- There’s time. “I have too much free time”, said no one ever. Business changes with increasing speed, and keeping up is always a challenge. Temptation to do a quick review and move on can mean incomplete or incorrect information, which can create blind spots that can cost you both time and money.
If you are facing questions, and need answers, you can go it alone. But if you are looking for an objective perspective, need to save time, or just not sure which direction to go, a researcher can save you both time and money.
What are your assumptions?
Whether you are a city planner, a CFO, or a company owner, you likely have developed plans based on a future state. The way we look at the future from a financial, or allocation of resources standpoint, is primarily based on what our assumptions of what the future will look like. Sometimes, the traditional wisdom bears further examination.
Take the often quoted assumption that Millennials are not home buyers. This assumption was central to a housing study commissioned by the city of Lee’s Summit in 2017. However:
- Highline, a real estate marketing firm conducted a housing survey of Kansas City Millennials, published in the Business Journal on January 3, 2018. Five years from now, the majority of respondents want to live somewhere other than Downtown, with many saying they would be looking for neighborhoods in suburban areas that are safe and have good schools. Seventy-four percent said they wanted to buy, not rent, their next place.
- Locally: The South Kansas City Alliance surveyed future workers at the planned 290-acre Cerner campus at Interstate 435 and 87th Street to find out what future workers there would like to see. The survey garnered roughly 600 responses, with two-thirds of those respondents age 35 or younger. Of the respondents:
- 66% currently own their single family residence
- 75% expected to be living in a single family home in the next 5 years
- 41% responded that they were ‘very likely’ to move within the next 5 years, and of those respondents, 69% expressed interest in a home that was either new or less than 10 years old.
Cerner anticipates employing 16,000 workers at the South Campus by 2026.
Even if there is growing demand for multi-family in the metro, Lee’s Summit is not an island. Part of demand assumptions need to factor in location preferences and what else is offered throughout the region. Highline’s Millennial Housing Preference study in 2019 asked both renters and homeowners where they wanted to live next. The five most popular neighborhoods for renters, in order, were the River Market, Midtown, Brookside/Waldo, the Crossroads and the Country Club Plaza. Study authors note that Older millennials are starting to age out of renting and looking to buy, something that bucks the larger, national narrative about the generation.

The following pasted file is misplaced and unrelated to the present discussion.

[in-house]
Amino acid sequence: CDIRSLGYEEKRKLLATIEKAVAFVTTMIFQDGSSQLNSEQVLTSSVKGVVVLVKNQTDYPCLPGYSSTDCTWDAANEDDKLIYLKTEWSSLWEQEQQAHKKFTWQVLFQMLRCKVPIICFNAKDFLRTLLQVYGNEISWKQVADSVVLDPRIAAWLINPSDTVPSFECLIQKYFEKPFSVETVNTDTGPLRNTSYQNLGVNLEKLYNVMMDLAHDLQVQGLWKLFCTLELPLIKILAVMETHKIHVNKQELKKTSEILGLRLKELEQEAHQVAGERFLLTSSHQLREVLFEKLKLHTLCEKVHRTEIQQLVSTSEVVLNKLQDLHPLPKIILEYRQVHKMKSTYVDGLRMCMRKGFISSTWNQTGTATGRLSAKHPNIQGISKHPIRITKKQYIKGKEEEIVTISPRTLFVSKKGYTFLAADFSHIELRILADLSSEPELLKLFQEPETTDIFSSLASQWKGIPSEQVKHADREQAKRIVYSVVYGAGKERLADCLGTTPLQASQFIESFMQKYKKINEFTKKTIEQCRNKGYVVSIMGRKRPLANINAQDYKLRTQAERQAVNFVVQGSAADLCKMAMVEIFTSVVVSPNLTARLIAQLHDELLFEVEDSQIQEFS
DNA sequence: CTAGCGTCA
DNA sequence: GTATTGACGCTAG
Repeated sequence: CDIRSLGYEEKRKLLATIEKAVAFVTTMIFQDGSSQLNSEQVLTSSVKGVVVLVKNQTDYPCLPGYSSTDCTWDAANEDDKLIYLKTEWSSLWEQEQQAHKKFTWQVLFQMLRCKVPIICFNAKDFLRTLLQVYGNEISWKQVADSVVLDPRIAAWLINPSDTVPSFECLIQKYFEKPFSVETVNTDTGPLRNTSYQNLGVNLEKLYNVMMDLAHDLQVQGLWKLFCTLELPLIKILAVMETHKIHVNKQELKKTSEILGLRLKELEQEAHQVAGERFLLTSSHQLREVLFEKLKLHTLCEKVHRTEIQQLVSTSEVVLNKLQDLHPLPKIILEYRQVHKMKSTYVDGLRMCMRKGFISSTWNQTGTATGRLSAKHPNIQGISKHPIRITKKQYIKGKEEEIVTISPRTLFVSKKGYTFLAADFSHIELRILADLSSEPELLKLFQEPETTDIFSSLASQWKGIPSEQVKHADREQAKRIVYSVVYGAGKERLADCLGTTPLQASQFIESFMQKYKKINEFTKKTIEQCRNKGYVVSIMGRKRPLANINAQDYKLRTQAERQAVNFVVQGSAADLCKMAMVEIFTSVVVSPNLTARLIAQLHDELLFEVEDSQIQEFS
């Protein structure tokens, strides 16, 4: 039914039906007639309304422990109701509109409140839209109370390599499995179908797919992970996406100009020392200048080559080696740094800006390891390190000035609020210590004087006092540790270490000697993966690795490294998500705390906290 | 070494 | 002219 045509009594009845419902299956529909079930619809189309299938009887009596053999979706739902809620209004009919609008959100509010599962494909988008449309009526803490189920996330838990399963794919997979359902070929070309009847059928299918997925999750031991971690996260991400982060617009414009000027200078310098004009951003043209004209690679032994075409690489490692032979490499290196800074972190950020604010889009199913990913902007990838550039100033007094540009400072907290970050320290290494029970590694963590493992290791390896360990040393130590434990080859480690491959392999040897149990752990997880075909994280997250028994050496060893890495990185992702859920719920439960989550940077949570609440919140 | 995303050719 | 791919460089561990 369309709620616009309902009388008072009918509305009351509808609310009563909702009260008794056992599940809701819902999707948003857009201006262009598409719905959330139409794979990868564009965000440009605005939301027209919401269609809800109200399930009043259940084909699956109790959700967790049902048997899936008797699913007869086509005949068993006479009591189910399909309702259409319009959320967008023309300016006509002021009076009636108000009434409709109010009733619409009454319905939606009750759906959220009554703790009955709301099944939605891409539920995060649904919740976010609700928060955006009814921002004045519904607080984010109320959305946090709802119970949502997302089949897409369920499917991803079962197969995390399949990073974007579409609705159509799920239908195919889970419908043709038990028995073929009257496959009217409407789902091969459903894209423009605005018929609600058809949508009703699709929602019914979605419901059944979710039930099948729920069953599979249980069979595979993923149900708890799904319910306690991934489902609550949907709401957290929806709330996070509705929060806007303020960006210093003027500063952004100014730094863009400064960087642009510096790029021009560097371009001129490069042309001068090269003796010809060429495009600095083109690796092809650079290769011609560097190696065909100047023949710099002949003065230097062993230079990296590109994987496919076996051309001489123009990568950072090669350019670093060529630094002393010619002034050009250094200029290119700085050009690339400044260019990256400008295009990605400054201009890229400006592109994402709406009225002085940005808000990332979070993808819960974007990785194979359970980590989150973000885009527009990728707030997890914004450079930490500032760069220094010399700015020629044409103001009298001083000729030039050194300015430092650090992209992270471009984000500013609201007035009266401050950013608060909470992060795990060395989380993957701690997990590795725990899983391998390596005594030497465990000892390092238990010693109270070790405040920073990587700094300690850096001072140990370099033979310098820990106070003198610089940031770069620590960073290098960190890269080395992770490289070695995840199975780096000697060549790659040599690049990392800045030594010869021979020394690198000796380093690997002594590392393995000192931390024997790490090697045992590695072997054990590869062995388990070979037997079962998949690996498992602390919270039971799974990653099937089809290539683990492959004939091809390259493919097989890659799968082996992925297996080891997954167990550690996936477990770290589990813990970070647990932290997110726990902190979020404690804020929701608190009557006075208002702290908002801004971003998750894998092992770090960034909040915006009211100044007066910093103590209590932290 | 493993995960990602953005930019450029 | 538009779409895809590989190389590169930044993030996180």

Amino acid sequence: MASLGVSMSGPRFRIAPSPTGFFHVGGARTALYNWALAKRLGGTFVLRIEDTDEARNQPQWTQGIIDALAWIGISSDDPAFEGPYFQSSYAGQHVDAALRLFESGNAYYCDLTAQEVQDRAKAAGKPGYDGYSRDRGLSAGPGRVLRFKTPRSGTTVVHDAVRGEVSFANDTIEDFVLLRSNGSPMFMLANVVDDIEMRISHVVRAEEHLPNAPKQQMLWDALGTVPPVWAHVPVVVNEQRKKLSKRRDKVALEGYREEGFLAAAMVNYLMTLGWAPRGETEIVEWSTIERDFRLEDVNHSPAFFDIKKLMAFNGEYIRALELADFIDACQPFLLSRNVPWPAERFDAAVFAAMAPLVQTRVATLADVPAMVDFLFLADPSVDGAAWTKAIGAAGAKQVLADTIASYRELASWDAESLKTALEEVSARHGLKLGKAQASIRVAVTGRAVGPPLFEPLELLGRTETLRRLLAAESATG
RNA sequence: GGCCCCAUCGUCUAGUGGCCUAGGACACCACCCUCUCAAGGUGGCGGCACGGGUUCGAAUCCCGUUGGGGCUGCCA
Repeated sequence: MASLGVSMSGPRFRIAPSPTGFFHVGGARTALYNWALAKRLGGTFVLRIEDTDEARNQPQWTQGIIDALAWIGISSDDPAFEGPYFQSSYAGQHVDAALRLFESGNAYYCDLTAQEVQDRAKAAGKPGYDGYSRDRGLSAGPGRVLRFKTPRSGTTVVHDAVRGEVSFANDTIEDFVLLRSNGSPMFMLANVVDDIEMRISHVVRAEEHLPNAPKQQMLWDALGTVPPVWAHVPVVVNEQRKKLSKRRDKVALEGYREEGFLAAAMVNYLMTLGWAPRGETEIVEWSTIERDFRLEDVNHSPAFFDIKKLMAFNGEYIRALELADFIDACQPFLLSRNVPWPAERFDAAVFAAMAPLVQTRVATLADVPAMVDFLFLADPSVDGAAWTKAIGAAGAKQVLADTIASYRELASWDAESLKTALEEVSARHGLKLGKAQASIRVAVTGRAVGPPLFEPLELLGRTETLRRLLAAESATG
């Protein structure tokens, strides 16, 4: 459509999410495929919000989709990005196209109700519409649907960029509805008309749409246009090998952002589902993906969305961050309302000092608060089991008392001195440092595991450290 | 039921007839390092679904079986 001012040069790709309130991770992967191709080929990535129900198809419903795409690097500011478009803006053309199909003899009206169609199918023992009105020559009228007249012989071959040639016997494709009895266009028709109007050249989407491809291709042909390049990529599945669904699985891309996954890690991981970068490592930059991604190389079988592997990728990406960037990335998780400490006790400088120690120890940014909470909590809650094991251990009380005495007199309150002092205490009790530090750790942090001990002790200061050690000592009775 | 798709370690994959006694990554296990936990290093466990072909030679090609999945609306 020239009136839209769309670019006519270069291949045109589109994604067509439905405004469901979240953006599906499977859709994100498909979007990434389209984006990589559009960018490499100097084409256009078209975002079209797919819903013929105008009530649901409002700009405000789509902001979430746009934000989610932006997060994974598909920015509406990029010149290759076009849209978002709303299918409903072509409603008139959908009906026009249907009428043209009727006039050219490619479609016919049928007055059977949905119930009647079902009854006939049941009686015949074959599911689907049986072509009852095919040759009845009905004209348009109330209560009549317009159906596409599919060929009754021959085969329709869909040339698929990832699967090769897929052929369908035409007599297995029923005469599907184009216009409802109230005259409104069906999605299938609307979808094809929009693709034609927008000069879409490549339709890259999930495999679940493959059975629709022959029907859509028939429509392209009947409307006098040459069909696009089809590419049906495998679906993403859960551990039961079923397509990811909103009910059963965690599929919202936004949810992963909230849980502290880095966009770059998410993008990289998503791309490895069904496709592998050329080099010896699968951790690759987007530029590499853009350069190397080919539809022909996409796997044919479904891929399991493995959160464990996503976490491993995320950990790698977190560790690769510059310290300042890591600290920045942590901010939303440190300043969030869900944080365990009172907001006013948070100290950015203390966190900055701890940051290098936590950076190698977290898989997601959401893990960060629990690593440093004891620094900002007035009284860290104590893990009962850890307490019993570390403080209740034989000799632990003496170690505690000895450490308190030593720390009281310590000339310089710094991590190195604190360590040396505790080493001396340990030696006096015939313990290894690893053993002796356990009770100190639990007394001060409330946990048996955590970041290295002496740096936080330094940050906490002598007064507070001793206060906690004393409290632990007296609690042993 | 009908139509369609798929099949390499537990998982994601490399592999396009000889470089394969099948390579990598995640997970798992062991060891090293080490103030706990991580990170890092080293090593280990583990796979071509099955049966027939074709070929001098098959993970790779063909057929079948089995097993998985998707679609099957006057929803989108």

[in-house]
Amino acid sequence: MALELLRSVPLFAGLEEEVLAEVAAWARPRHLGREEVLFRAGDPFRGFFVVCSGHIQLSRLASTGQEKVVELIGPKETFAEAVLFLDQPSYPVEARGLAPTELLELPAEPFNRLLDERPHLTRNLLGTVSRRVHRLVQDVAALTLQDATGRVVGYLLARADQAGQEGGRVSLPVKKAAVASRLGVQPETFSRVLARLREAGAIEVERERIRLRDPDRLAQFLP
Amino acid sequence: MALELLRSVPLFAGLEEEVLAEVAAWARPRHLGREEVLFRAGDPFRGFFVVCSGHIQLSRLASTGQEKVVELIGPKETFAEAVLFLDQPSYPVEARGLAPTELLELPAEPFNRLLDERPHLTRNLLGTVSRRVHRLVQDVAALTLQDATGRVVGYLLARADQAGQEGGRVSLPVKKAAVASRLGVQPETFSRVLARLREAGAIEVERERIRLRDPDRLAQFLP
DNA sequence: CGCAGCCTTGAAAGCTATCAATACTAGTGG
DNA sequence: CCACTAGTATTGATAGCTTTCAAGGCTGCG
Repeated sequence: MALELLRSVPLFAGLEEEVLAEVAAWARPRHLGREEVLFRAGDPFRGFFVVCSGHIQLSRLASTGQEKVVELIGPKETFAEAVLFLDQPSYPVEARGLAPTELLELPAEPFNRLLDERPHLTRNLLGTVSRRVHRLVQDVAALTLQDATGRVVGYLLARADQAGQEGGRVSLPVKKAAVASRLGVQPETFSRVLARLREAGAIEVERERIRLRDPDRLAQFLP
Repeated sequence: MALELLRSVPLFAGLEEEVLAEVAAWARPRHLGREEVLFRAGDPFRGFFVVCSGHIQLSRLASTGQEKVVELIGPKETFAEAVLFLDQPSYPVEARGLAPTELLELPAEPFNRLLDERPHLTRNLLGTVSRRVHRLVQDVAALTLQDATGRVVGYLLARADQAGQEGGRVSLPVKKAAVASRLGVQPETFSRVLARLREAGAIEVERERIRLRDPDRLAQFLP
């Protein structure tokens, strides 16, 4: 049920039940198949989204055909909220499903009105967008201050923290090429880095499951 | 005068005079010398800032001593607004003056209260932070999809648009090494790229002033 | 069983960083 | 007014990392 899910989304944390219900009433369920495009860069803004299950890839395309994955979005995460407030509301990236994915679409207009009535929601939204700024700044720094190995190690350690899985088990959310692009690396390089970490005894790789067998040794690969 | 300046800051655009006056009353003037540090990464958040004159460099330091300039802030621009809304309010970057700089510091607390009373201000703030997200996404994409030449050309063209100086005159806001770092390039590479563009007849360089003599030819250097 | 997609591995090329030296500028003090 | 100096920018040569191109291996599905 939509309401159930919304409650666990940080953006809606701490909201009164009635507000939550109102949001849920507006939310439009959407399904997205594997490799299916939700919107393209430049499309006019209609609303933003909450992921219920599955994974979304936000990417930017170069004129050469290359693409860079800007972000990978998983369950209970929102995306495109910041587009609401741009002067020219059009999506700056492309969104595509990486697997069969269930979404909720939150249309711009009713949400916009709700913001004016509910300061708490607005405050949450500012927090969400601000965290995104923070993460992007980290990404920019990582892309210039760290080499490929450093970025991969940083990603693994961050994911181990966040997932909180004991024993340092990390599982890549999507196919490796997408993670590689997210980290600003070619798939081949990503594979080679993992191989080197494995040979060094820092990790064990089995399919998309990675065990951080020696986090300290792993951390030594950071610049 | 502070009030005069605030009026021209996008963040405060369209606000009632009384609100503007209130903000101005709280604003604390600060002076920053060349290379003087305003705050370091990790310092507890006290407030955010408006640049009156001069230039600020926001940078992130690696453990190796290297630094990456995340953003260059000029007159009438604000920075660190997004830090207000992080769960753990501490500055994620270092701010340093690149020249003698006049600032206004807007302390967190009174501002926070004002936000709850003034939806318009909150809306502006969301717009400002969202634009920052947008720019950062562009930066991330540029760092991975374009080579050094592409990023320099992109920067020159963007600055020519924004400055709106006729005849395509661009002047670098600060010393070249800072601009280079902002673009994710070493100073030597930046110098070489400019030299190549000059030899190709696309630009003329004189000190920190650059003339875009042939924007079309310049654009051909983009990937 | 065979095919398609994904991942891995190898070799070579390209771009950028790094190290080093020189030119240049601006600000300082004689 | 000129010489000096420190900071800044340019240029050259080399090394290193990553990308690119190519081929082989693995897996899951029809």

Fannie Mae’s Multifamily Metro Outlook for Kansas City in 2018 noted 130,000+ rental units in the Metro, with 6200 more under construction, 12,700 in the planning process, a total increase of >10%.
The 2019 Outlook for the first half of 2019: 7,700 units underway and 10,000 units in the planning stage. While Fannie Mae notes this increase as ‘modest’ 7,700 units in a conservative estimate of 130,000 existing units, this represents an almost 6% increase in capacity. According to Mid-America Regional Council, the region’s net population growth from 2016-2017 was only 1.1%, or a 20,000 person increase. A 2019 release notes that the Kansas City metro area added 16,392 new residents from 2017-18. How many of those are prospective renters vs owners? The increases and decreases vary a lot from area to area – from 6800 new residents in Kansas City, MO, to a net loss of 59 residents in Raytown, MO. Location matters.
Fannie Mae’s report also provides data from 3 sources: CBRE-Econometric Advisors, CoStar and Reis, Inc. All 3 sources – different totals, different absorption, vacancy and completion data. All 3 sources are credible. Why the differences? Assumptions. In order to really understand the numbers, it’s important to look at your information sources’ assumptions behind their data, as they always will influence the results.
Bottom line: Even if you have credible data, from a credible source, don’t assume you have all the answers you need when making a decision. Make sure you also understand the assumptions behind the data you are relying on, if you truly want to make an informed decision.